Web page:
I think all of us have important questions regarding Life, the Universe, and Everything. How did we get here? Why are we here? What is our purpose? I think the biggest question in this category would be, Why do we live in a world of pain and suffering?
Something wonderful happened in the indie publishing world last weekend. This publication may be somewhat small, but it contains what I believe are some of the biggest words ever written. On December 5, a debut story titled Skies of Dripping Gold was released on Amazon Books, written by Hannah Heath. This story, only 35 pages long, is a beautifully written dark dystopian, but full of inspiration and encouragement, unlike most dystopian novels seen in the YA section of your library. Guys, this is a very short story, but it is so well written that it will leave you amazed with mind whirring. This little book gets a 5-star rating from me, hands and feet down.
Check out that awesome book cover.
For my other book reviews, I’ve written my own synopsis. However, Skies of Dripping Gold is an exception because I don’t think anyone could write any kind of brief summary as well as the author who knows the story like the back of their hand. So here is Hannah Heath’s synopsis below.
In an angry, frightened world where the Poison claims many lives, a young man’s belief in Paradise has collapsed into a distant dream. Gabriel can no longer place his trust in the existence of such a place. Not when his sister’s pain continues to sap her strength. Not when prayers for her healing go unanswered.
As the Poison progresses, eating away at Lilly’s life, Gabriel sets off on a desperate climb to save her from death. Struggling to discover the truth behind a world where the skies drip gold, Gabriel tries to maintain his disbelief in God while clutching after hope for his sister’s salvation. But, as he climbs the cliff that is said to lead to Paradise, he begins to see: if he can’t bring himself to believe in a place of peace and golden skies, then how can he possibly hope for his sister’s rescue? How can he possibly hope for his own?
In one sentence: Skies of Dripping Gold, Hannah Heath’s debut short story, is a YA Christian dystopian about a young man’s struggle to save his sister’s life and rescue his own soul.
You think Heath’s synopsis is great? Get the book.
The critique usually comes next, but I have nothing negative to say. At all. Every word was put together beautifully. The story was fantastically well done with an unexpected twist. The characterization is amazing, featuring only three characters: Gabriel (main character), who will do anything to make sure his sister Lilly (secondary character) gets to her Paradise she hopes for, and Cole (third main character), Gabriel’s friend whose friendship and loyalty to the brother and sister make the story possible. The sequence of events were put together efficiently and with full effect. Bam, bam, bam. The ending is heart-wrenching and yet full of encouragement and hope. DANGER: CLIFFHANGER. The end is unexpected, and left me at a loss for words or thoughts and wishing for just one sentence more.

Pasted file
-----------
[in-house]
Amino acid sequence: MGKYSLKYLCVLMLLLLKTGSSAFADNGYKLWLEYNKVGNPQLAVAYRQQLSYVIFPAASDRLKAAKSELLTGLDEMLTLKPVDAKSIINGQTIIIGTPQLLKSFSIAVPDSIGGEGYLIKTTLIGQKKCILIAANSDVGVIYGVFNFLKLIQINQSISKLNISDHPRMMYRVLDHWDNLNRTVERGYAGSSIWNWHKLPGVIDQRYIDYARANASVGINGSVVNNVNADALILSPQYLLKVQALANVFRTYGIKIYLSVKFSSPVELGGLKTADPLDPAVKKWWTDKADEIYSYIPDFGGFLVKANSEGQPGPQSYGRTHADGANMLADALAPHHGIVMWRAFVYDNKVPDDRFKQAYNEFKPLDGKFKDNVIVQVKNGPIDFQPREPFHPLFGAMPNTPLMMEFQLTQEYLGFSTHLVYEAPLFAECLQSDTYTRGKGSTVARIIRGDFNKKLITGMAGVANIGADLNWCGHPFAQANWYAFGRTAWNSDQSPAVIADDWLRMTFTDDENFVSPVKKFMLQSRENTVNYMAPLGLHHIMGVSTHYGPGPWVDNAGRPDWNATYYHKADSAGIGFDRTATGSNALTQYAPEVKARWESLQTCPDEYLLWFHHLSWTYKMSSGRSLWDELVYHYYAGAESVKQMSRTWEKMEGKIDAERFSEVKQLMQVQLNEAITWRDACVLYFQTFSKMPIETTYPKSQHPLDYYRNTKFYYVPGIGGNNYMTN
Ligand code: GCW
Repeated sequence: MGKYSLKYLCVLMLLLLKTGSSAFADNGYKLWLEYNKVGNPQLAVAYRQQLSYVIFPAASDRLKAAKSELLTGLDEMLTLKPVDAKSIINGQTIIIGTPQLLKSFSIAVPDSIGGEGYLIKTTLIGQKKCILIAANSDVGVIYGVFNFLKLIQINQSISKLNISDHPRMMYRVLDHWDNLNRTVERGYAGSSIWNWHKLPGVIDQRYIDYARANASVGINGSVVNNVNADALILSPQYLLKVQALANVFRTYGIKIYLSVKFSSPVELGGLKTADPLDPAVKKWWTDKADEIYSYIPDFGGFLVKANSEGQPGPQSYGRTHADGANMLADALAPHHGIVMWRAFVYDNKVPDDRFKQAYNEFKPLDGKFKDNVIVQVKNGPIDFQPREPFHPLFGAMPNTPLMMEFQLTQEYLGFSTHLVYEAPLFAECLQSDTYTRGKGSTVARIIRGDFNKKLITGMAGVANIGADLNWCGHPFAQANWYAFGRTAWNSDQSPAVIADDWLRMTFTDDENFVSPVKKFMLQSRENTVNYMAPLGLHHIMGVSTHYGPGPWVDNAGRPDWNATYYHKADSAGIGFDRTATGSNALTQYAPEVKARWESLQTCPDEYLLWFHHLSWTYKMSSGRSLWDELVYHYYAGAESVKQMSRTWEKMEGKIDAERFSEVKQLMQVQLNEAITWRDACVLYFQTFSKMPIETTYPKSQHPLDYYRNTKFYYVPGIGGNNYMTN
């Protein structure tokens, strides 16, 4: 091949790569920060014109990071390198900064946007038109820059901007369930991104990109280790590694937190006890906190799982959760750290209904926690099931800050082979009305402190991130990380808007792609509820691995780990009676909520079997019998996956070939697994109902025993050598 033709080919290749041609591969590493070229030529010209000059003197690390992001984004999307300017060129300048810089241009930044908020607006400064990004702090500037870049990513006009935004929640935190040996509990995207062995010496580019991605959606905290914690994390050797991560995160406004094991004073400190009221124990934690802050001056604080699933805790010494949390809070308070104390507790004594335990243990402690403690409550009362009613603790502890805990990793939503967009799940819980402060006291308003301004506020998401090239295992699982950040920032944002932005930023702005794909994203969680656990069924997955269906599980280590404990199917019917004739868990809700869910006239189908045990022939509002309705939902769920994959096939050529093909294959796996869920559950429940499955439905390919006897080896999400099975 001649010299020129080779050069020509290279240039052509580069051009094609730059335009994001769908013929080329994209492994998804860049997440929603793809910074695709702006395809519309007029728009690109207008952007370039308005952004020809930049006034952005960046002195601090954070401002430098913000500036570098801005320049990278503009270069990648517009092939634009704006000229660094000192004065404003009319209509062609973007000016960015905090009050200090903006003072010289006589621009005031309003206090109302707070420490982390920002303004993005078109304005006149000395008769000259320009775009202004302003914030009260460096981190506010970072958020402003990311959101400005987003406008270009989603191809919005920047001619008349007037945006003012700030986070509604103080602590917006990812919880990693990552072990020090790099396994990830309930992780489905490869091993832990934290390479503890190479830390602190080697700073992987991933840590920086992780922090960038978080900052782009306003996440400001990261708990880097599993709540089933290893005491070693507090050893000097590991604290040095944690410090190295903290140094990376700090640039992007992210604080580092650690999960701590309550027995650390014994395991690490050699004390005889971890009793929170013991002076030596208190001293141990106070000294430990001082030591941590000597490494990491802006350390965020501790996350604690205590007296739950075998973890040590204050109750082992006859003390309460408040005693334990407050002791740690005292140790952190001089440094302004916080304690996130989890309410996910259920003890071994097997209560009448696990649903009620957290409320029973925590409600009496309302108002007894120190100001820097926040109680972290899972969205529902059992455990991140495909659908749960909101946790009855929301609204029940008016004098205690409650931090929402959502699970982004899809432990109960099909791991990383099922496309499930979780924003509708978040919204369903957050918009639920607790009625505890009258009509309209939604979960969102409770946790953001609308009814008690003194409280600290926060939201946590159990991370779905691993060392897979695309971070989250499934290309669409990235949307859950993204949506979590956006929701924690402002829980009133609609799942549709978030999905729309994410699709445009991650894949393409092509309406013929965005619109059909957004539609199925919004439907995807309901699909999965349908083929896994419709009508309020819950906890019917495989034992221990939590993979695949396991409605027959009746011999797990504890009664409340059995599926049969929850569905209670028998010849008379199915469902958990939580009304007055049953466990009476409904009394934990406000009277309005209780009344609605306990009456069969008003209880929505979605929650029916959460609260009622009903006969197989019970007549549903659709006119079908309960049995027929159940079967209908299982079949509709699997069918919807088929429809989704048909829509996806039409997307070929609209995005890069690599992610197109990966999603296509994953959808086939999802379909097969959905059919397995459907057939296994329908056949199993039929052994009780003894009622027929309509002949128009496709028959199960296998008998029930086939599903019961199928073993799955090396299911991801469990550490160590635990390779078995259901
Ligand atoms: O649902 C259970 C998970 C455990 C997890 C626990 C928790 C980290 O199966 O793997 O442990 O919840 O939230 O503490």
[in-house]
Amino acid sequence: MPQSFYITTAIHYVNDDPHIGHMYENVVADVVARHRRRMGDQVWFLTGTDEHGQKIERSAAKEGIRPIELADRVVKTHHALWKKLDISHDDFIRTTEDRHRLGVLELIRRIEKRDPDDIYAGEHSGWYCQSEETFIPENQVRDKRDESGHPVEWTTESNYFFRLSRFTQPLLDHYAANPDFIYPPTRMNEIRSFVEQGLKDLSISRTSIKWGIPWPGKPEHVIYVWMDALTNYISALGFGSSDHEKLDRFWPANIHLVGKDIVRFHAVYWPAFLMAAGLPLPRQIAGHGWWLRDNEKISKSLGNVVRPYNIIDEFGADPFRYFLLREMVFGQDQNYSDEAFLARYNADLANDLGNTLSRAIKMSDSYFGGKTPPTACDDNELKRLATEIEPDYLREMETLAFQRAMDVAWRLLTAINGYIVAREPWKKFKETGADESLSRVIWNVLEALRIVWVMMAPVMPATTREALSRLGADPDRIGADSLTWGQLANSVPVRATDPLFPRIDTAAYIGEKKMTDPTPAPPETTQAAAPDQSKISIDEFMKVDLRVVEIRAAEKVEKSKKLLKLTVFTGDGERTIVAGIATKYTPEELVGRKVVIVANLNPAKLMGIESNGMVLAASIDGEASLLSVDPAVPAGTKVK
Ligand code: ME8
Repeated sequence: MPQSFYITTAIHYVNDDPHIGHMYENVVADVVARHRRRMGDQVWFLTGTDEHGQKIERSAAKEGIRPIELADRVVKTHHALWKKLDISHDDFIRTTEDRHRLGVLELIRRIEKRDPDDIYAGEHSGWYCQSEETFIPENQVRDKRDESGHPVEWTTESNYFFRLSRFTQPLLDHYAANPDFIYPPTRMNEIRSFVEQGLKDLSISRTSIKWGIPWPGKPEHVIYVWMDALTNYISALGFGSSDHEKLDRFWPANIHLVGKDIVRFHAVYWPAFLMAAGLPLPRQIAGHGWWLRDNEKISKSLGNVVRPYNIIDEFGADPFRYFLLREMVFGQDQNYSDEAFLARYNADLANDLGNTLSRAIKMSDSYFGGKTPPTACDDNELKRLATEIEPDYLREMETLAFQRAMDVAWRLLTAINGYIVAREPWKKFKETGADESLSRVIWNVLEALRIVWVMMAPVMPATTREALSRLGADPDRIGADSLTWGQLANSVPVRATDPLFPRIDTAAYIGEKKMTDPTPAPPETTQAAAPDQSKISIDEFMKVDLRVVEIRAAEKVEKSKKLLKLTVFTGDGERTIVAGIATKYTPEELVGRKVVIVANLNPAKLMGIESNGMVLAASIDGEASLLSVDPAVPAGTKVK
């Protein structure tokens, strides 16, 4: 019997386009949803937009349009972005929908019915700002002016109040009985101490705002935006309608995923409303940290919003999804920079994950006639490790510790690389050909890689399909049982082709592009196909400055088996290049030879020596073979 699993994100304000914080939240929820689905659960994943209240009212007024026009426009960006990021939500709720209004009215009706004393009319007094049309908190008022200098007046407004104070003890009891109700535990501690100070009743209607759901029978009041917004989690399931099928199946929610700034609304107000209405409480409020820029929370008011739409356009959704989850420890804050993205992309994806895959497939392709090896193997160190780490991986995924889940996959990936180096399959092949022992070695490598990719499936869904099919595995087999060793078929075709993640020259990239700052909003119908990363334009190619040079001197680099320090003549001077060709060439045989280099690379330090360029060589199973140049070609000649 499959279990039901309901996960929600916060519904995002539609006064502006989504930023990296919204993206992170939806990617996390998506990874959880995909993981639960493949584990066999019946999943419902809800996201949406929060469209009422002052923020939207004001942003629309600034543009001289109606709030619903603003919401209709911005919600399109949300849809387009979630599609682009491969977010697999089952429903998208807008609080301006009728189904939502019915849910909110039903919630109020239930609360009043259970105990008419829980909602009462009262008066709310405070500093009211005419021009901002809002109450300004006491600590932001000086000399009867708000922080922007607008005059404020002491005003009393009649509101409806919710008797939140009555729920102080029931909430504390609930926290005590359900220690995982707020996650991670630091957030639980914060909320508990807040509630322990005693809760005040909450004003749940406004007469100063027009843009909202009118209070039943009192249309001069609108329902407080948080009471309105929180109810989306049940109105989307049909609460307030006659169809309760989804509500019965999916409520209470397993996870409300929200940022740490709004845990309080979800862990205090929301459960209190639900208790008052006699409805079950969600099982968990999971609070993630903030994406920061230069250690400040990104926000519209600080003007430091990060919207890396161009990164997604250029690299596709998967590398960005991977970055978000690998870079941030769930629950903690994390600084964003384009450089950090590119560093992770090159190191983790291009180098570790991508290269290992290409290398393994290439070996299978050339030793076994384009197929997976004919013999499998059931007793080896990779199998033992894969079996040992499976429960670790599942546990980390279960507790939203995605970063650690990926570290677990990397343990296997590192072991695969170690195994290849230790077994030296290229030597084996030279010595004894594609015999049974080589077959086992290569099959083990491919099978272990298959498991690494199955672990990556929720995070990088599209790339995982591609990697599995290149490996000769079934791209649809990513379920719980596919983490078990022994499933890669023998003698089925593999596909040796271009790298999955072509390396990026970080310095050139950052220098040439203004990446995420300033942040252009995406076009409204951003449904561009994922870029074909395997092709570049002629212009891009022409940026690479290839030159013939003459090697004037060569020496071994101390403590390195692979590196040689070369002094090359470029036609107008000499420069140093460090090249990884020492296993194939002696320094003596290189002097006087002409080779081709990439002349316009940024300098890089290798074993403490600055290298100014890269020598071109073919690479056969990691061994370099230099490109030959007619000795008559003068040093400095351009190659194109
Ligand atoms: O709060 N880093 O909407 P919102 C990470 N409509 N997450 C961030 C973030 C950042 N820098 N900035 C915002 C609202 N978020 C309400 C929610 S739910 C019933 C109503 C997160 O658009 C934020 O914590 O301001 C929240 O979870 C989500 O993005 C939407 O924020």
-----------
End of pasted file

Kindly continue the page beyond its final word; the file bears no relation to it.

There are a couple things in this story that I feel should be made aware of. The first is regarding language. Language in general does not bother me (unless it happens in every other sentence), but here the word “damn” was used a few times and “bastard” only twice in two necessary situations. Why language? My answer: Put yourself in Gabriel’s shoes. The story is also very dark, but this dramatic writing style is highly necessary for the story and for the right effect.
So, to be honest with you, I can’t remember when I last read a story quite like this one. I could tell by only reading it that the author was trying to get something across, and it came across very clear. The message in the story not only aroused my interest, but made me think deeper about other personal aspects of my life. It posed questions that made me wonder. And when a 35-page-long story makes you think seriously about the meaning of life, you know you’ve hit upon a one-of-a-kind, a story that should not be merely skimmed, as every word has a meaning. (And the answer is not 42.)
The author is a very close friend of mine, a beautiful person who has encouraged and inspired me in multiple ways. This makes the story personally special to me, and it is with pride that I support her and her story. But this story in and of itself is specifically outstanding. Outstanding. (You do know the meaning of that word.)
So don’t forget to head over to Amazon and check out this amazing read. The Kindle version is 99 cents and the physical copy is $6.99. (Psst! Get the physical copy, it’s the best way to read it.)